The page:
We all have them, especially during the holidays.
We decorate trees, we bake cookies, we play Secret Santa, we stuff stockings, we glaze hams. All in the spirit of Christmas.
But what do any of these traditions really have to do with true meaning of Christmas?
In recent years, I’ve been convicted by just how much I rely on my childhood traditions to enable me to truly enjoy the Christmas season. When I was 21, I moved from the dreamy white Christmases of West Michigan to experience my first holiday season in Cape Town, South Africa. Like a snowball to the face was the realization that Christmas is celebrated far differently in the southern hemisphere than it is portrayed in The Polar Express.
I groped around for familiarity and did my utmost to recreate the absolute essentials that define Christmas. My poor South African husband eyed me with suspicion in our first year of marriage, when I unboxed the three-foot-high acrylic evergreen and proceeded to adorn it with a single strand of multi-colored lights. Never mind that it was the peak of the South African summer and the African sun didn’t set until well past nine o’clock at night, so there was barely time to actually enjoy the lights anyway.
After several years of trying in vain to make Cape Town my own little winter haven, I gave up and began to accept a “new normal” for the month of December.
In lieu of curling up next to the fireplace with a mug of hot cocoa, I grew used to standing around the outdoor braai (the South African version of a barbecue) with an ice cold Coke. Instead of wrapping up in scarves and long underwear to go sledding and sing Christmas carols in the snow-covered streets, I resorted to slapping on the sunscreen and flip-flops and heading to the beach. I savored the emphasis on family and get-togethers over and above the consumerism and materialism that dominates so much of the holiday season in the U.S.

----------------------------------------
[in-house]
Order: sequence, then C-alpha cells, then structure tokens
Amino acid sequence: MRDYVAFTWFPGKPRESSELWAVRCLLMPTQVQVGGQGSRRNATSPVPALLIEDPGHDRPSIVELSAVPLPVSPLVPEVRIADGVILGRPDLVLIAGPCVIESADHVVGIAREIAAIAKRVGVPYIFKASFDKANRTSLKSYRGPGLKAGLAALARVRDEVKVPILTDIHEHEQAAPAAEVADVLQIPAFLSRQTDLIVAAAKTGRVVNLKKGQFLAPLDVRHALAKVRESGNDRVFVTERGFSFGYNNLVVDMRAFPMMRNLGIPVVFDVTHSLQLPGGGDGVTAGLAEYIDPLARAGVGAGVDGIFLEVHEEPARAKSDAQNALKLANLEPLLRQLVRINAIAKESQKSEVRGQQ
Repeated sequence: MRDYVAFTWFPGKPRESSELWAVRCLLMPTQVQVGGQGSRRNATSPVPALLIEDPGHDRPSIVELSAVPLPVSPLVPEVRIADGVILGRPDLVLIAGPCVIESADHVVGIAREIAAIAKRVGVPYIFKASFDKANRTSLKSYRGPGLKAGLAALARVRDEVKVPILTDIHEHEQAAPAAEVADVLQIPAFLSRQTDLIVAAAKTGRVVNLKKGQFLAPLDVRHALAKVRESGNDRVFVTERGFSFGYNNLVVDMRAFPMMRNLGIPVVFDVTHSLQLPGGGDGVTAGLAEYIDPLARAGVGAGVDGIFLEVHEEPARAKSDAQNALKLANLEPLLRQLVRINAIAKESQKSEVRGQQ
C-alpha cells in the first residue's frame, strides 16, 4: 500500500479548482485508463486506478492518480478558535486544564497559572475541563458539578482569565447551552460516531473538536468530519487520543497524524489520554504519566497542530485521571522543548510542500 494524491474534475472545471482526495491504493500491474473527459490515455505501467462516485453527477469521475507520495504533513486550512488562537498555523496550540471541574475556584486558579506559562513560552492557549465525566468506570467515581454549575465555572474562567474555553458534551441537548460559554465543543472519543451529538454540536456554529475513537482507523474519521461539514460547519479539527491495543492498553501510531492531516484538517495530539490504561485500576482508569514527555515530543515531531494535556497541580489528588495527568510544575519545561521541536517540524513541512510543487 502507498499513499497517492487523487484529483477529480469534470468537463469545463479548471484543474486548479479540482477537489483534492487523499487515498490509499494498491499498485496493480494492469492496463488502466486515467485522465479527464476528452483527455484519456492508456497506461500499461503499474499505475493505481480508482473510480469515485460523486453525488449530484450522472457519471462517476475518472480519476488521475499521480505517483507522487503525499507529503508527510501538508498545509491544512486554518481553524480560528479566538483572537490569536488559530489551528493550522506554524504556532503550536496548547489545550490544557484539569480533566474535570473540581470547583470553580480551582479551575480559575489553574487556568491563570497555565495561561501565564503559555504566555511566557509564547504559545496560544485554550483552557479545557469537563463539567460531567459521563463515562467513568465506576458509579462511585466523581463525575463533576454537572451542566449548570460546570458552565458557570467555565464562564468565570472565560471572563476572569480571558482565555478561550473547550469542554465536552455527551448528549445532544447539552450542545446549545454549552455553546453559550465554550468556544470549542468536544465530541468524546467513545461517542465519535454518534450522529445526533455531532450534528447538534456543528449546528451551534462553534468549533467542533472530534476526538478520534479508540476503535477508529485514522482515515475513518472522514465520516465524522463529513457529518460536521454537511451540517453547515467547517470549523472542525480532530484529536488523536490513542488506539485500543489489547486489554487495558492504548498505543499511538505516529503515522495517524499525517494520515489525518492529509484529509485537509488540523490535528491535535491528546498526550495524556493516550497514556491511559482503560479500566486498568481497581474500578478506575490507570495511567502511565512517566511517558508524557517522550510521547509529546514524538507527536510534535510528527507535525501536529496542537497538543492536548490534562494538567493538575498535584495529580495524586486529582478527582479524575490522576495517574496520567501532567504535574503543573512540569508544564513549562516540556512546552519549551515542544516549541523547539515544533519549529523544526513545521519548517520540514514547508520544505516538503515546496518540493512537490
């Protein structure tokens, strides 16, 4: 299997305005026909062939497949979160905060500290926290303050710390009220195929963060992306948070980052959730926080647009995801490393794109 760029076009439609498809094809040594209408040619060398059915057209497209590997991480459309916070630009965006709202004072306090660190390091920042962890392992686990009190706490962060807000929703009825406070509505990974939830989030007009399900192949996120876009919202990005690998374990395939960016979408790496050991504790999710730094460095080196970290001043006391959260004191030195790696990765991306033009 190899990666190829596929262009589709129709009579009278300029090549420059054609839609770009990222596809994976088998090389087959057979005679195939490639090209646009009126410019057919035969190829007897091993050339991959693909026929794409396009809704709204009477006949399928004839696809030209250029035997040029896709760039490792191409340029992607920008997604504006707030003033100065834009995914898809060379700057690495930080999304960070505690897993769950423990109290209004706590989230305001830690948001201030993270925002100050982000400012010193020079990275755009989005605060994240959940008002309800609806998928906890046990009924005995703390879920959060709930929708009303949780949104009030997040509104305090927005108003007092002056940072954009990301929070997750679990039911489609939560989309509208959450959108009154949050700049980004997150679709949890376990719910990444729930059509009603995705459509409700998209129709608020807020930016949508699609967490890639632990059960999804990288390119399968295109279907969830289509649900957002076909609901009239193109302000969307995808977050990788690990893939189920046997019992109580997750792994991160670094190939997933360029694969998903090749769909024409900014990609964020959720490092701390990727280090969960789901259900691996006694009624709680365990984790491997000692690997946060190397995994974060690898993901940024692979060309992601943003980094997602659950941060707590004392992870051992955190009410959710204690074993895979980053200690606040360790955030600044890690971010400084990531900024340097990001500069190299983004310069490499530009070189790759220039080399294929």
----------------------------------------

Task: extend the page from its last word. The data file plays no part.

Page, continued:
Granted, I have yet to embrace the rich fruitcake that South Africans so fondly refer to as Christmas pudding. I do, however, look forward to the chocolate-dipped shortbread cookies that a certain family at our church give us every year after the Christmas morning service.
Last year, though, my mom passed away, and I found myself struggling to do the “usual” traditions. I thought to myself, “Well, at least there are chocolate-dipped cookies to look forward to after church.” Really? Have I stooped so low?
Imagine my dismay when we left church that morning without a plate of cookies. I saw the cookies — in the hands of other families. But that day, I got into the car without a plate of my own. To my embarrassment, I almost started crying! Over cookies! Am I really so shallow?
Is Christmas really about the cookies? To my surprise (and relief), my husband walked through the door twenty minutes later with our very own plate of chocolate-dipped shortbread cookies. It was as if the Lord allowed that temporary delay to show me just how much I fail to exalt Him alone as my true source of joy and delight.
What do you most look forward to during the Christmas season?
Is it the opportunity to celebrate the birth of the risen King? Or, like me, could it be something else — something manmade, something temporary, something that will disappear like Christmas cookies off a Santa Claus platter?
What defines Christmas for you?
Is it your grandmother’s pecan pie? If you don’t get what you want in your stocking, does that “ruin” Christmas for you that year? How do you measure your enjoyment of one of the most important days of the year?
God of Tradition